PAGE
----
Senate, House OK new version of Anti-Money Laundering Act
MANILA, Philippines – The Senate has ratified the bicameral conference committee report on the chamber and the House of Representatives’ reconciled bills that aim to strengthen the Anti-Money Laundering Act (Amla) Wednesday.
Congress is under pressure to pass amendments on the Amla or else face being black listed by the international Financial Action Task Force (FATF), before Congress goes into recess to give way to the May 2013 election campaign.
Senator Teofisto Guingona III however said that what they passed was not an assurance the Philippines will not be blacklisted.
“On February 18 we will know whether what we have passed is enough for us to get out of the dark grey list [either] upwards or go down to the blacklist,” he told reporters.
“FATF might just say: ‘sorry but what you passed, though you did pass something, is not enough,'” Guingona said.
The new version will require money changers, jewelry and precious metals dealers, real estate and pre-need firms to submit data on suspicious transactions to the Anti-Money Laundering Council but has waived off such a requirement for casinos.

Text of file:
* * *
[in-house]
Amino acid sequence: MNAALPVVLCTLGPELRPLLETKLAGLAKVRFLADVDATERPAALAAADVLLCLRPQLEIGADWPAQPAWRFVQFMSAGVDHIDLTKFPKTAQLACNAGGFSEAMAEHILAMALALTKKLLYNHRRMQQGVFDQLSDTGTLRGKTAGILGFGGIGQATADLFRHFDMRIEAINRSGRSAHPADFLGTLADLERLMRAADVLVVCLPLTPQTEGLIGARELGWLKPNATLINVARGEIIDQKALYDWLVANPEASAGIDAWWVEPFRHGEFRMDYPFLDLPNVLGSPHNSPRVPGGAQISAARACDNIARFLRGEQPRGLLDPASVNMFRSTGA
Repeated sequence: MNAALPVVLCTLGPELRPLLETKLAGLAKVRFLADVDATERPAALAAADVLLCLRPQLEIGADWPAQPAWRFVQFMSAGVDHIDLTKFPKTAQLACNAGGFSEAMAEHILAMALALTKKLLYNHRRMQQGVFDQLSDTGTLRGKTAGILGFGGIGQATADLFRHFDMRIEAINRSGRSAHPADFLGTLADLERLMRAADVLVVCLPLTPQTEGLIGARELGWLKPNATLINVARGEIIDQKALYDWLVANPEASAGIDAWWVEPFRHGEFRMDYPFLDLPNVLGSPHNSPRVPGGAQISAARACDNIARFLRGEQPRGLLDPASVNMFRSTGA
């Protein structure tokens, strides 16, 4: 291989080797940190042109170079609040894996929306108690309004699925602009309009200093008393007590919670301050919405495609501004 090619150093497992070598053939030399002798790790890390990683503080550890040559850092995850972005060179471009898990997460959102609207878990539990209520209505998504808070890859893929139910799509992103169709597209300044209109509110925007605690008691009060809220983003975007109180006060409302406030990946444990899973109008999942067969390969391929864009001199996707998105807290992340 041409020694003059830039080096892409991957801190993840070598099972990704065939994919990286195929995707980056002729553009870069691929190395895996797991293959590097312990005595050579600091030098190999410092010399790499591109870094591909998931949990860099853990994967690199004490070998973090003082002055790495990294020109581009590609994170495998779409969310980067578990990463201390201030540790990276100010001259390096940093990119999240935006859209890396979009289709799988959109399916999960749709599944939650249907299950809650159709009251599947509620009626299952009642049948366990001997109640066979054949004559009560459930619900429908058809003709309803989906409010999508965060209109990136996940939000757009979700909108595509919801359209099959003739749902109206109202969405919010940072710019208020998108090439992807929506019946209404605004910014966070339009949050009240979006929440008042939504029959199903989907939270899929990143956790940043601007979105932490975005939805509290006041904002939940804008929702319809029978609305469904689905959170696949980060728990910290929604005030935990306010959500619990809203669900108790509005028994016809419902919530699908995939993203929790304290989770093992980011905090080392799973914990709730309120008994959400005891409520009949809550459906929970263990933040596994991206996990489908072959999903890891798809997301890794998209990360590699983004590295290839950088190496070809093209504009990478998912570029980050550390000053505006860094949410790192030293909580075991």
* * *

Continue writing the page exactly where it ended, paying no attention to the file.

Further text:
The measure will make its way into the hands of President Benigno Aquino III, to be signed into law, after both chambers of the 15th Congress have ratified it.
On the removal of a provision requiring casinos to report to the AMLC when a suspected money launderer was in the premises, Senator Teofisto Guingona III said that they no longer argued against it because they were running out of time and must pass the law to avoid being blacklisted.
“It’s better to have a law than no law at all. Otherwise, we would end up in the blacklist,” Guingona had previously said. “It was a choice between being blacklisted for sure and the possibility of being blacklisted.”
He however said that the deletion of the provision on casinos was a big loss. “Ang laki ng butas na naiwan,” Guingona said.
He said that the Philippine Amusement and Gaming Corporation (Pagcor) did not want the provision on casinos. It was also seen as a deterrent to investors, Guingona said.
If ever the country would be placed in the blacklist, it would make it harder for overseas Filipino workers (OFWs) to send remittances into the country.
“Any money going to the Philippines or coming out of the Philippines, will have to be proven that it’s not dirty money [and] to prove it’s not dirty money [a lot of] requirements [would need to be complied with],” Guingona said.
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